Poor, poor Sonic. You used to be a major figure in the gaming industry and pop culture in general, not to mention Sega's top agent in their gallant rebellion against the Nintendo empire. Now, several side characters, lacking spin-offs, and chiefly disappointing main games later, and he's a laughing stock among gaming icons.

It may be easy (and fun) to point and laugh at Sonic's less-than-stellar outings, but what about the games that cemented him in gaming stardom? Just because a few Sonic Labyrinth's and Sonic '06's tarnish his golden statue in gaming's hall of fame doesn't mean there isn't plenty of gold plating underneath.

Thus, I present to you a list of the top 10 games to bear the name of the Blue Blur. I tried to hang my nostalgia hat at the door and rank these entries by as close to objective quality as I feel I can assess. This means #1 may not be the game for which I've reserved the warmest and fuzziest feelings, but rather the one I feel is the best game. That said, I am a flawed human being, so I'm more than willing to concede that this is purely opinion, and I'd be a fool not to think someone is standing ready to counter each of my points with as much passion as I have exerted to make them.

And on that note of passion, I must preface this list as follows: I am a Sonic fan, through and through. From the Genesis to his third-party endeavors, I at least give Sonic the benefit if the doubt and play his latest installments, recent disappointments notwithstanding. This list is meant to celebrate Sonic's successes, not dwell on his failures. Feel free to explain in great detail why the Sonic franchise is a hollow shell of its former glory or why Sonic's franchise as a whole is not worthwhile. However, I hope you can understand that I am a "true blue" Sonic fan, and I intend to explain ten reasons why I think so fondly of his franchise.

Feel free to think of this entry as a placeholder for the entire "Sonic Advance" trilogy, because they are all pretty similar. I think the first one is the best of the bunch, though, so that's why it's given the dubious honor of #10.

Sonic Advance accomplishes rather well what it set out to do: replicating the old school Sonic gameplay while updating the overall look. That said, they're not as tight or as imaginative as the original games, but they definitely surpass the slippery and awkward attempts at portable Sonic goodness that were the Game Gear titles.

Sonic Advance does feature four characters, Sonic, Tails, Knuckles, and Amy, but the stages are all generally the same between them. Sonic's version of Neo Green Hill doesn't stand out from Amy's rendition. Even so, the characters are diverse enough to provide variety between them, but it's nothing along the lines of, say, Sonic & Knuckles. This is disappointing because it could have really given it a leg up amongst its older brethren.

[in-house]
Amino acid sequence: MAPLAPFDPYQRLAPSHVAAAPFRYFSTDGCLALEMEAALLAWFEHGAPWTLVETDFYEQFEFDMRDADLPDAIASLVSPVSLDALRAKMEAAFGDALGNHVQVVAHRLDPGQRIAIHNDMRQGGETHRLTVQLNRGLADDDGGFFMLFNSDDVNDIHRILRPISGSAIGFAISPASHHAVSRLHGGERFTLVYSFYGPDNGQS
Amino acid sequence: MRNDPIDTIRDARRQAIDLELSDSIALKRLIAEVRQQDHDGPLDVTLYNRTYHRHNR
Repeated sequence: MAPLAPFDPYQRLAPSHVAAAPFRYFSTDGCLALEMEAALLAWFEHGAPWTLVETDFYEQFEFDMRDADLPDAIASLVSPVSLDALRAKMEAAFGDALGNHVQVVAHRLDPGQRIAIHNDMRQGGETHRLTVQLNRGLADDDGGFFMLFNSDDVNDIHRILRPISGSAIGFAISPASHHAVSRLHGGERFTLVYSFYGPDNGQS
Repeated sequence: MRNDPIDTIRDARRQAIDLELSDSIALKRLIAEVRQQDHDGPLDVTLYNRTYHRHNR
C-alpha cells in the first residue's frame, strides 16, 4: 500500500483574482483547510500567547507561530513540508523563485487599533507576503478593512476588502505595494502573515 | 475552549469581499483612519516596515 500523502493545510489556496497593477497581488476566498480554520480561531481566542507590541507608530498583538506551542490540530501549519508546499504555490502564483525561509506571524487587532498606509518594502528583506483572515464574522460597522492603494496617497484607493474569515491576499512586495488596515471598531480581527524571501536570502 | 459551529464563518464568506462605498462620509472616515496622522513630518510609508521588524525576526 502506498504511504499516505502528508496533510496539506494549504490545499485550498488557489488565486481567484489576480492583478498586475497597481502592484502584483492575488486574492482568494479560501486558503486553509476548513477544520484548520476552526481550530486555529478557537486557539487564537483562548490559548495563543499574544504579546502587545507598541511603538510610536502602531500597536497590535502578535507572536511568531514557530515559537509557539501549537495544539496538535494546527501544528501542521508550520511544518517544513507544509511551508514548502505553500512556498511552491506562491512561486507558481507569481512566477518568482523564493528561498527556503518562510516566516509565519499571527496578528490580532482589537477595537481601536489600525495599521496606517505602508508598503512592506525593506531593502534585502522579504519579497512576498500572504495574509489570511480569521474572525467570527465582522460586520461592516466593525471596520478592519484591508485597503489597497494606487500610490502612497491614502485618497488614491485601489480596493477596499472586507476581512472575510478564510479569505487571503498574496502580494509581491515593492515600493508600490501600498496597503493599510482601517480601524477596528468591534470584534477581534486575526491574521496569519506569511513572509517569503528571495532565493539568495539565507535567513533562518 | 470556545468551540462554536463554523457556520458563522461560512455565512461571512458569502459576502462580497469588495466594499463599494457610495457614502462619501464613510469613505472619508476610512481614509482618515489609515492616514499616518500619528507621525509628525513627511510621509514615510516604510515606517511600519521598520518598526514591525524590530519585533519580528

However, for what we got, we should be thankful. Dimps clearly put time and effort into developing a new generation of 2-D Sonic games, if not many inventive ideas. If the Genesis Sonic games aren't available, these are very capable of providing you a solid Sonic experience.

What!? The original game at only #9!? The one that started it all!? How could I!?

...Well, I simply feel this game is the weakest of the original tetralogy of Genesis Sonic games. Is it the lack of the Spin Dash? The empty feeling that pervades my stomach from a missing Tails? A color scheme drowned in shades of brown, grey, dark green? The fact that this was the only Sonic game in the Genesis collection I didn't own back when the Genesis was relevant? Probably a mixture of those reasons, but nonetheless, this is the one I find myself the least excited to go back and play.

If I can say anything, this is the purest of the original games. Gimmicks and alternate characters will not get in the way of the simple joy of running through stages at a speed only Blast Processing could push. On the flip side, there are few bells and whistles to be found, and it's a bare-bones experience compared to its sequels. Even so, it is a classic, and a fine game in its own right. But I think Sega outdid itself with the improvements and added features they added in subsequent titles.

As previously mentioned, Sonic & Knuckles had what Sonic Advance should have had. There are only two characters available (by normal means, a.k.a. the main menu), and they are the game's titular heroes, Sonic and Knuckles. While Sonic Advance had simply differing characters dropped into the same stages, Sonic & Knuckles featured two different characters traversing their own stages.

But this wasn't the only intriguing feature that Sonic & Knuckles had to offer. Utilizing the powerful alien artifact known to us mortals as "Lock-On Technology", Sonic & Knuckles could "lock-on" to Sonic 2 and 3 and allow Knuckles and his cool abilities to cross over to those games and be a playable character. Tails can also cross over to Sonic & Knuckles to complete the holy trinity of the classic Sonic mythos. There are other, more minor benefits "Lock-On Technology" gave us gamers, but nothing else that's worth much of a mention.

And speaking of not worth much of a mention, I'd like to bring up that Sonic & Knuckles is the second-weakest of the Genesis tetralogy, with its gimmicky boss fights and more obnoxious enemies. Thus, it's really no better than the original Sonic, but its extra features give it the edge over its predecessor.

Sonic Heroes is a, er... divisive entry in the Sonic franchise. Either you hate it or herald it, but I find myself more in the second camp.